r naming the industrial working class the "proletariat." The Roman

proletariat, once a working class, was driven from the workplace by the

introduction of slavery. They ended up absolutely destitute and outside

society. They were fed by the state and in exchange produced babies who

would grow up to be soldiers. The proletariat did not and could not work

because they could not compete with the labor of slaves. The comparison is

clear. We are witnessing the creation of a real, if modern, proletariat.

 

Further, and perhaps most importantly, it should be noted that in

history, no system has never been overthrown by an internal class. The

feudal system was overthrown by the classes outside the system, not by the

serfs. The concept of class struggle has been convoluted to express the

struggle for reform which is the only possible social struggle between two

classes internal to a society. Class struggle begins when qualitatively new

means of production bring about an economic revolution and the economic

revolution forces a social revolution. The struggle of the old reactionary

classes inside society against the new class outside the society over who

is going to create a new social order is the class struggle.

 

The social system is under attack as the electronic revolution destroys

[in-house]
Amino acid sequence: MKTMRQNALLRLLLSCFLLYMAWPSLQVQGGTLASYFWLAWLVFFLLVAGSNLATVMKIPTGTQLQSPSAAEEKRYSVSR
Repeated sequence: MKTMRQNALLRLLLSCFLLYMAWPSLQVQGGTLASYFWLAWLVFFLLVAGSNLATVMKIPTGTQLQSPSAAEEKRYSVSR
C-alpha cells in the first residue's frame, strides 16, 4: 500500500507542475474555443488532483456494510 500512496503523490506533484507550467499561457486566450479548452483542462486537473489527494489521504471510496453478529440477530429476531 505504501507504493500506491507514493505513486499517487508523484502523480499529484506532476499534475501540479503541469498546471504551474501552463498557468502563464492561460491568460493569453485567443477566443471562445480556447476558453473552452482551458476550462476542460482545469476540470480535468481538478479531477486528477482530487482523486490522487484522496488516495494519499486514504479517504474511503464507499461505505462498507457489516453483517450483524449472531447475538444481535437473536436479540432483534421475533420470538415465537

its economic underpinning. This underpinning is value created by the

expenditure of human labor. In proportion to the use of robotics the new

system becomes more productive and more unable to distribute that

production. The modern proletariat has no choice but to join with the robot

in the final assault against the existing social and economic order.

 

 

 

 

 

We are not facing a recurrence of the Egyptian or ancient Chinese

collapse of civilization. On the contrary, we stand at the end of

pre-history. Wageless production cannot be distributed with money. The

contradiction between the modes of production and exchange has reached its

limits. Production without wages inevitably results in distribution without

money. This objective economic demand will sweep aside any subjective or

political system that cannot conform to it. Communism moves from the

subjective arena of the political and ideological into the realm of the

objective and economic.

 

Since there are no concrete economic connections between today and

tomorrow, consciousness plays the decisive role in this revolution. We must

consciously fight for the future. Blind rage against the ongoing

destruction of life will not bring change. This future will not evolve

automatically as did the rosy dawn of capitalism.

 

How will the movement aquire this decisive consciousness? As with all

changes of quality, it must be introduced from the outside. An organization

must be built for the specific purpose of bringing this consciousness to